Applications that lack a 6 or 7 Year Milestone Plan are incomplete and will not be reviewed.

4. The following additional documents (if applicable) should be included as attachments in the order listed below. Place all documents in a single .pdf file:

  • the informed consent form(s) and, if applicable, assent form(s)
  • identification and qualifications of clinical trial site(s), pharmacies and laboratories
  • copies of data collection forms, questionnaires or other relevant materials
  • the Investigator's Brochure or equivalent for the study product(s), if applicable
  • the Table of Contents of the Manual of Operations
  • a comprehensive Laboratory Plan
  • the Complete Clinical Trial Protocol
  • documentation of availability of study agents as well as plans and support for acquisition and administration of study agent(s)
  • A statement addressing the need (if applicable) for IND/IDE approval from the FDA, including the date of submission and disposition of the IND/IDE application; if FDA staff have determined that IND/IDE approval is not required, a copy of the FDA letter/email stating no IND/IDE is required and the date of the decision; and
  • the Site Management Plan.

If any of these documents are not available at the time of submission, the applicant should attach a justification for their omission. The Milestone Plan included as part of the application should address when these materials will be available, if applicable.  

SF424(R&R) Senior/Key Person Profile

All instructions in the SF424 (R&R) Application Guide must be followed. 

R&R Budget

All instructions in the SF424 (R&R) Application Guide must be followed with the following additional instructions.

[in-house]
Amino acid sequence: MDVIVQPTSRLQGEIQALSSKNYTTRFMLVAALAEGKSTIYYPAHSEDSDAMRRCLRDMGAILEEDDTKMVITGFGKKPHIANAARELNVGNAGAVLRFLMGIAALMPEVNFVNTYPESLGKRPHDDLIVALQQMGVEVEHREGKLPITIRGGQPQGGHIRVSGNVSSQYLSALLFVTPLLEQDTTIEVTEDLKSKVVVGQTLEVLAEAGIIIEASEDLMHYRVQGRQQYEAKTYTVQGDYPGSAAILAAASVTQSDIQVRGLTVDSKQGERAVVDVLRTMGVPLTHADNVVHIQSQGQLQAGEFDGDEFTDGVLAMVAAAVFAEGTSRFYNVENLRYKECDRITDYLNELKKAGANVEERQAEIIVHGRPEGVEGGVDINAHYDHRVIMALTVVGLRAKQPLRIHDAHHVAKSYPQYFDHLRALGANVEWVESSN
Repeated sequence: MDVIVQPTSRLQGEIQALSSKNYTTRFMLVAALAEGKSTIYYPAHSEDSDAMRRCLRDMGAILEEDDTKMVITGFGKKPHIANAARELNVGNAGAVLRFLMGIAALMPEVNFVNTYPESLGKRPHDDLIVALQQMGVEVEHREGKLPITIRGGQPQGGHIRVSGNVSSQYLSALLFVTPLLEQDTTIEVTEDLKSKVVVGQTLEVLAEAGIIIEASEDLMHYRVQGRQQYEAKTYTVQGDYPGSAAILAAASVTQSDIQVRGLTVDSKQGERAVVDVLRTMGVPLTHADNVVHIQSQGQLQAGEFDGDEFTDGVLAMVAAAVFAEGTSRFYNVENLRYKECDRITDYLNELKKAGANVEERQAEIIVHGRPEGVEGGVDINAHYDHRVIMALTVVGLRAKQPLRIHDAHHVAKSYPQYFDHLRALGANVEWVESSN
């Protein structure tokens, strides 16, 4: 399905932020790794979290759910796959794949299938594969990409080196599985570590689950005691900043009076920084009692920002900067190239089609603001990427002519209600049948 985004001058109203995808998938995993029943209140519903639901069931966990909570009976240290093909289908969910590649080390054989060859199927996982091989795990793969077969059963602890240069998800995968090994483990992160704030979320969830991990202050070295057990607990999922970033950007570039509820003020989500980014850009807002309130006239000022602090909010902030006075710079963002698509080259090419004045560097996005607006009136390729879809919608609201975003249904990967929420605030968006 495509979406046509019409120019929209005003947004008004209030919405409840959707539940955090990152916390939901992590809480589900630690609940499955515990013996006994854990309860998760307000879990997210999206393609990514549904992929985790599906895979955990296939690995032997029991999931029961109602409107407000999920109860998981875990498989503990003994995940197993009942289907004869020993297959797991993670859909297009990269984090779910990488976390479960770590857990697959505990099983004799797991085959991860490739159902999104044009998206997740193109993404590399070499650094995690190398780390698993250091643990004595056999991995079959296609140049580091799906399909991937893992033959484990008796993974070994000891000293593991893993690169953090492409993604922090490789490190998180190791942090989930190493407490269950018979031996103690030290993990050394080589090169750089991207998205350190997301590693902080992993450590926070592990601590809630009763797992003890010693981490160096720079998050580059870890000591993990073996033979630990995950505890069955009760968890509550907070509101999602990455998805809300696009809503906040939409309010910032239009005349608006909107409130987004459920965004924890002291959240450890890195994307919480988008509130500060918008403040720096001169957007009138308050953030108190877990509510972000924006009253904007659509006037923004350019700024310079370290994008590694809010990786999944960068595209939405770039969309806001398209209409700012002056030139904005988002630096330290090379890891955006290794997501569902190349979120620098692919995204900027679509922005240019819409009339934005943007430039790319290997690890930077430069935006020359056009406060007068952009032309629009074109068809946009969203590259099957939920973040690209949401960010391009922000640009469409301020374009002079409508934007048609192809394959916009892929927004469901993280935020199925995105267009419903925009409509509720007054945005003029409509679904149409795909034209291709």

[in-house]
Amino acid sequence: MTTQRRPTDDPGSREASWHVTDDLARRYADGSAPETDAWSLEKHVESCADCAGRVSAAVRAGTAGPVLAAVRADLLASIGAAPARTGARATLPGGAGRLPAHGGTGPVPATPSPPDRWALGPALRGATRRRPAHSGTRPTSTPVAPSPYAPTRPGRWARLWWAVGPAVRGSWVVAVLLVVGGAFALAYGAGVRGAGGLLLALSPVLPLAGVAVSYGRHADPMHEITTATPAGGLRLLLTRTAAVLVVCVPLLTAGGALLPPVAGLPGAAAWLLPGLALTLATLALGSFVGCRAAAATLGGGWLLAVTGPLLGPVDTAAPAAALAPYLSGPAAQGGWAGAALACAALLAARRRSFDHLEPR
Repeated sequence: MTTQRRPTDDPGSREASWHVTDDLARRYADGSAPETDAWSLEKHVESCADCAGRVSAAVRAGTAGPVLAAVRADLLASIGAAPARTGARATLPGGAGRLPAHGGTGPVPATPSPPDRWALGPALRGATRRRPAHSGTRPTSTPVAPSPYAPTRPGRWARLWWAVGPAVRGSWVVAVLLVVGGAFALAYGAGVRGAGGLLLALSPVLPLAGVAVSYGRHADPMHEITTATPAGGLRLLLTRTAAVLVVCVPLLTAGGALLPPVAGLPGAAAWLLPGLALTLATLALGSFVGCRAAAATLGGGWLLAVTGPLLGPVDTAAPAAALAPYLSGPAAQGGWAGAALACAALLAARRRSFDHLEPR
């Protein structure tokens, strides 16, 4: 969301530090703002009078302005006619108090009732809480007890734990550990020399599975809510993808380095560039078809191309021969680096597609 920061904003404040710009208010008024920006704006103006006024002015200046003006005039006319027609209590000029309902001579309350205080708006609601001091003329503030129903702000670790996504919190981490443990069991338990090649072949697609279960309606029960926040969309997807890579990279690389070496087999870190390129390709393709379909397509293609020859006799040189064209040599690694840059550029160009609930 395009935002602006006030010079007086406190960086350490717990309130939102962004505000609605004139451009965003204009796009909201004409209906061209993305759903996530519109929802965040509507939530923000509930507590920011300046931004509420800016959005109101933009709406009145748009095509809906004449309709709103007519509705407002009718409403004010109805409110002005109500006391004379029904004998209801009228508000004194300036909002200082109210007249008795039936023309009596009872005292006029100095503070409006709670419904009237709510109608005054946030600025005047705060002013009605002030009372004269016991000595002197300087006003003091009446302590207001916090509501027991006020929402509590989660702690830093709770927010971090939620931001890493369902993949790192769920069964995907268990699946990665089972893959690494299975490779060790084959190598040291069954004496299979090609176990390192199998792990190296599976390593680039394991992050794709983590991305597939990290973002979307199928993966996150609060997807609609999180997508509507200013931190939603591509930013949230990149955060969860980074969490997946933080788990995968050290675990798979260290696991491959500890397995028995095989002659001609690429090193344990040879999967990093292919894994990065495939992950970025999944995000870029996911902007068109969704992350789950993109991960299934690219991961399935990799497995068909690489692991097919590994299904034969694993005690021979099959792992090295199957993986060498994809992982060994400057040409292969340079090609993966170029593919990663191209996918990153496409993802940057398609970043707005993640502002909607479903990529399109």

Because all applications must include detailed scientific and operational plans, funding needs for the entire trial and data analysis period must also be included. Investigators must submit a complete, justified, individual budget for each year of support requested. All costs requested and all changes in budgets after the first year should be clearly identified and justified.

R&R Subaward Budget

All instructions in the SF424 (R&R) Application Guide must be followed with the following modification. Separate itemized budgets must be prepared for each subcontract and/or for each collaborating site, if multiple sites or cores are proposed.

PHS 398 Cover Page Supplement

All instructions in the SF424 (R&R) Application Guide must be followed.  

PHS 398 Research Plan

All instructions in the SF424 (R&R) Application Guide must be followed, with the following additional instructions:

Specific Aims: The goals of the trial and the expected outcome(s) should be concisely stated in the Specific Aims section. The specific objectives of the trial must be clearly and concisely presented, including a specification of the primary and major secondary endpoints to be measured. There should be a clear explanation of the importance of various endpoints.

Research Strategy: The Research Strategy should include: